Americanah by Chimamanda Ngozi Adichie
After loving Half of a Yellow Sun, I was eager to read more of this wonderful, intelligent woman who made me fall in love with Nigeria from the distance.
Americanah is set between the United States of America and Nigeria. It is a story about the African diaspora and experience in the USA and England. The young Nigerians Ifemelu and Obinze, so in love as teenagers, get separated when Ifemelu moves to the US where she attends university and starts a successful blog discussing race issues in America. Obinze experiences a different life in the UK. Once the intelligent and confident cool-kid in Nigeria, he lives in England as an illegal immigrant until finally being deported. Race and migration are the major topics of this novel. Especially the experiences of black immigrants in the USA are discussed, seamlessly interwoven into an entertaining story.
I enjoyed reading Americanah, though as a novel it was less gripping than Half of a Yellow Sun. The basic structure of the love-story is more "common", more predictable. However, this familiar backdrop might make it easier to comprehend the complex issues discussed and it emphasises the unusual character development which is described with great nuance. Furthermore, for me Adichie's writing is not about the story as much as it is about her detailed observations and and poignant descriptions of interactions, social and political relations as well as her political commentary.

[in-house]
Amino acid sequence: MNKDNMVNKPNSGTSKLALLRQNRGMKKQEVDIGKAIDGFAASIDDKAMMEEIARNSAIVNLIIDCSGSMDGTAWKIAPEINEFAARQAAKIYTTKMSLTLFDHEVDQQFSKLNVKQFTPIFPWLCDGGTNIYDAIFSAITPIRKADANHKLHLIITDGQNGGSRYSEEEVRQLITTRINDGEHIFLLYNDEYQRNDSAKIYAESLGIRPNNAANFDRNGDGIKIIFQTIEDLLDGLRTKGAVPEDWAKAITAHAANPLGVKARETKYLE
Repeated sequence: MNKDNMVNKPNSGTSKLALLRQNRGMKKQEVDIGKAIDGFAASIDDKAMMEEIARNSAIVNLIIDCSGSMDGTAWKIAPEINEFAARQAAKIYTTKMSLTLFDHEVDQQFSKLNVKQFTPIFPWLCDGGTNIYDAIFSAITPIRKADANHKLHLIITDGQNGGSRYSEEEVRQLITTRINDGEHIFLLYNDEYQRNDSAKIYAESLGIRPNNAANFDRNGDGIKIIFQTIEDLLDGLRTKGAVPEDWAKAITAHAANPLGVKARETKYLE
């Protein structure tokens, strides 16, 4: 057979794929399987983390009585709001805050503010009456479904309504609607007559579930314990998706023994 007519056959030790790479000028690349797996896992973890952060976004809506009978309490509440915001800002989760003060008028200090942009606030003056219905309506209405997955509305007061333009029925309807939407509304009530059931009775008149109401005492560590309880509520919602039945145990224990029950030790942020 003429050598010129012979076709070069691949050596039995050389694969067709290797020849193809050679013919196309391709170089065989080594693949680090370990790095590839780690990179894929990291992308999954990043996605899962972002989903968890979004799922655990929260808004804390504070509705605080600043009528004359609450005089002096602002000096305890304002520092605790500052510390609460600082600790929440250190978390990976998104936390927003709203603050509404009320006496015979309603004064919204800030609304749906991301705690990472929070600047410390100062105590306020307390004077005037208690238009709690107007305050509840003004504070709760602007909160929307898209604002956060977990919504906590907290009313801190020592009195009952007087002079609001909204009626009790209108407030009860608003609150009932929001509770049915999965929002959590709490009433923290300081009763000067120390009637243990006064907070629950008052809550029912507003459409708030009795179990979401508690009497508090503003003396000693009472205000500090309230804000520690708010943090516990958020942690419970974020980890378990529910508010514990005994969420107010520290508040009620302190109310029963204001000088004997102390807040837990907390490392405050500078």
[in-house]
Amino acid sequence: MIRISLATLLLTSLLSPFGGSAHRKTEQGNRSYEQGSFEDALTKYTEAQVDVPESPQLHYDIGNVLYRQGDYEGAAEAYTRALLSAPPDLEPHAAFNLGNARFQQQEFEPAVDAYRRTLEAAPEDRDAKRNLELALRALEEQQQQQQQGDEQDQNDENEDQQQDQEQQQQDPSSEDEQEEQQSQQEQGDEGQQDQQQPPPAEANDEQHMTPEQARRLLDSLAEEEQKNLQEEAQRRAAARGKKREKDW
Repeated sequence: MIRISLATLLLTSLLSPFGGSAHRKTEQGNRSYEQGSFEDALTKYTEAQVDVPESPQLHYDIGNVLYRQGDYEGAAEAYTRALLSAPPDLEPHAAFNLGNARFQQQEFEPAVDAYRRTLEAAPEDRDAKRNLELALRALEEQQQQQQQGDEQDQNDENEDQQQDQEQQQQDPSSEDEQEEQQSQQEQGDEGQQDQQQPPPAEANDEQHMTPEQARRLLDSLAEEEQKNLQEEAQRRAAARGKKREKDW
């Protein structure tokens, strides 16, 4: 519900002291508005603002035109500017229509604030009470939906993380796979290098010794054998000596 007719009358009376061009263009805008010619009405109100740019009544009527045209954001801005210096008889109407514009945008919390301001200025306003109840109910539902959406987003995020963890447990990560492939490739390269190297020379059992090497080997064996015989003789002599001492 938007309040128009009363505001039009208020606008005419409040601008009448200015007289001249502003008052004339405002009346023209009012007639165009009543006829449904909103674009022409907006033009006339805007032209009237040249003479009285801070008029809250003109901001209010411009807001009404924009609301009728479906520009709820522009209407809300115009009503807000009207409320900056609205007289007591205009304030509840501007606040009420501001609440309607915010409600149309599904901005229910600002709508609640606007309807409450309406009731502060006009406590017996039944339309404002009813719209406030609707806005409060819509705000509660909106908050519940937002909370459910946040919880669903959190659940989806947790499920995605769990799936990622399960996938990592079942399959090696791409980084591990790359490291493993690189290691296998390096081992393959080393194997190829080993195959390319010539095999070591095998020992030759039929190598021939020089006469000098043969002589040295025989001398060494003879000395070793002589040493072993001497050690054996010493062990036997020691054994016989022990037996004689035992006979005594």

Americanah was essentially a long essay on race, society, politics, migration and economics, wrapped in a young and dynamic narrative, and I don't mind that at all.